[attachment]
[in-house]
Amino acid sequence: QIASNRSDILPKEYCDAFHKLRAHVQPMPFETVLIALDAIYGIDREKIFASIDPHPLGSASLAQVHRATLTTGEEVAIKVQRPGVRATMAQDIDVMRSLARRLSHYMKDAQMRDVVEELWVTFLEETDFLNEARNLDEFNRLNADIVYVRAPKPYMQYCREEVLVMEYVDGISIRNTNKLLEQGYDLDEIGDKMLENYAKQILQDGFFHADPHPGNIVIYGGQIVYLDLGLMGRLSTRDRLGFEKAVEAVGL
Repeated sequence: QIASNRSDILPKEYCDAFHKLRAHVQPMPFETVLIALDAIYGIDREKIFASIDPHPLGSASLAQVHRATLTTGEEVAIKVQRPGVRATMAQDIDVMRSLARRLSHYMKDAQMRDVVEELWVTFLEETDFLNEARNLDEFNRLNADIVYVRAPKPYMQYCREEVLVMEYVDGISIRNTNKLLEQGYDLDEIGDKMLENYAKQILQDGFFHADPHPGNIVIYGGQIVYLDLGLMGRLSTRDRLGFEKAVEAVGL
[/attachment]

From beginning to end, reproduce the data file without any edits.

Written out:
[in-house]
Amino acid sequence: QIASNRSDILPKEYCDAFHKLRAHVQPMPFETVLIALDAIYGIDREKIFASIDPHPLGSASLAQVHRATLTTGEEVAIKVQRPGVRATMAQDIDVMRSLARRLSHYMKDAQMRDVVEELWVTFLEETDFLNEARNLDEFNRLNADIVYVRAPKPYMQYCREEVLVMEYVDGISIRNTNKLLEQGYDLDEIGDKMLENYAKQILQDGFFHADPHPGNIVIYGGQIVYLDLGLMGRLSTRDRLGFEKAVEAVGL
Repeated sequence: QIASNRSDILPKEYCDAFHKLRAHVQPMPFETVLIALDAIYGIDREKIFASIDPHPLGSASLAQVHRATLTTGEEVAIKVQRPGVRATMAQDIDVMRSLARRLSHYMKDAQMRDVVEELWVTFLEETDFLNEARNLDEFNRLNADIVYVRAPKPYMQYCREEVLVMEYVDGISIRNTNKLLEQGYDLDEIGDKMLENYAKQILQDGFFHADPHPGNIVIYGGQIVYLDLGLMGRLSTRDRLGFEKAVEAVGL